Let's talk about those pesky dialogue tags, otherwise known as attributions. An attribution is "said." As in "he said, she said." If you read the following excerpt from The Master's Wall, you'll notice that there are no attributions. No, not one. In light of that fact, isn't it interesting that we knew who was talking the entire time, whether it was a soldier, David or his parents? How is that possible? Not one "said" word gave it away? How can that be?

Answer: If Character A's dialogue is in the same paragraph as the action of Character A, we'll know who's talking, so there's no reason to add "he/she said."

Attributions aren't "wrong." Using them doesn't mean your writing is poor. But if a beat of action can be used, that would be much better. Why? Beats of action can pull your reader deeper into your story. How does it do that? Beats give readers something to see, smell, touch, taste or hear; they reveal details about the character and the setting; they help eliminate useless words; and they can make the writing more active.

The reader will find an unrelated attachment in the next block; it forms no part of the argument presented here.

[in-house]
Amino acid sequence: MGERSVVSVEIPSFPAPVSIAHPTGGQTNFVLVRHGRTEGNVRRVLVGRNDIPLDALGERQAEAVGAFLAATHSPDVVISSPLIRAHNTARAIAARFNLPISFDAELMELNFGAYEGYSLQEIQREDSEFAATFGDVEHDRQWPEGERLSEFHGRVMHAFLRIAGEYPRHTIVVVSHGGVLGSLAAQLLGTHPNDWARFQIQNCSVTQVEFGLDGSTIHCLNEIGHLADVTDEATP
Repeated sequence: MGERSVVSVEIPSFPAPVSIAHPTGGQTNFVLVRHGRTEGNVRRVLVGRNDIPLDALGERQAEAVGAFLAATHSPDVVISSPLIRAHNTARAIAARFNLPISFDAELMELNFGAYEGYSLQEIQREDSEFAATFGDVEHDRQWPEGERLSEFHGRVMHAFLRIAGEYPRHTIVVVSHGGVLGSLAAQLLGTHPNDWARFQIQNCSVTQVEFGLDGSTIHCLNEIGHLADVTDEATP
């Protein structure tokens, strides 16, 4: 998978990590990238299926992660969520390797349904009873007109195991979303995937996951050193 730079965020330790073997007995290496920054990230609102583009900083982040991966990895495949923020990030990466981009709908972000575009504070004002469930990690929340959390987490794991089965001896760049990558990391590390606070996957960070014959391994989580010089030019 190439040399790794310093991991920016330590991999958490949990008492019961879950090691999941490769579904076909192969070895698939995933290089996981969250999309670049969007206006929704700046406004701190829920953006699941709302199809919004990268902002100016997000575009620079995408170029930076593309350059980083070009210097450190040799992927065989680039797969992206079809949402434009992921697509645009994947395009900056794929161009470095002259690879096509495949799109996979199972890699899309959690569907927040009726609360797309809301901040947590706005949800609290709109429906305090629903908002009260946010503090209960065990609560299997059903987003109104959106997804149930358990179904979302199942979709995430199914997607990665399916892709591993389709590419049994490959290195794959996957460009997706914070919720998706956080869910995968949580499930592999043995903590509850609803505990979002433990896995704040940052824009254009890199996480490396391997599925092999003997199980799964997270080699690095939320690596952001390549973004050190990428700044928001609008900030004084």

Notice below, we know who's talking because the action and the dialogue of each character is in the same paragraph:

"Let her go!" Abba pushed away from a soldier and lunged forward. "She has nothing to do with this!"

The third soldier rushed over, grabbed Abba and held him back. "Oh, really? That's not what we heard." He motioned toward the man touching Mamma. "Aulus, shouldn't convicts pay the full penalty for their crimes?"

The fewer attributions a writer uses, the better.

Here are some before and after examples:


"Let her go!" Abba shouted, pushing away from the soldier. "She has nothing to do with this!"


"Let her go!" Abba pushed away from the soldier. "She has nothing to do with this!"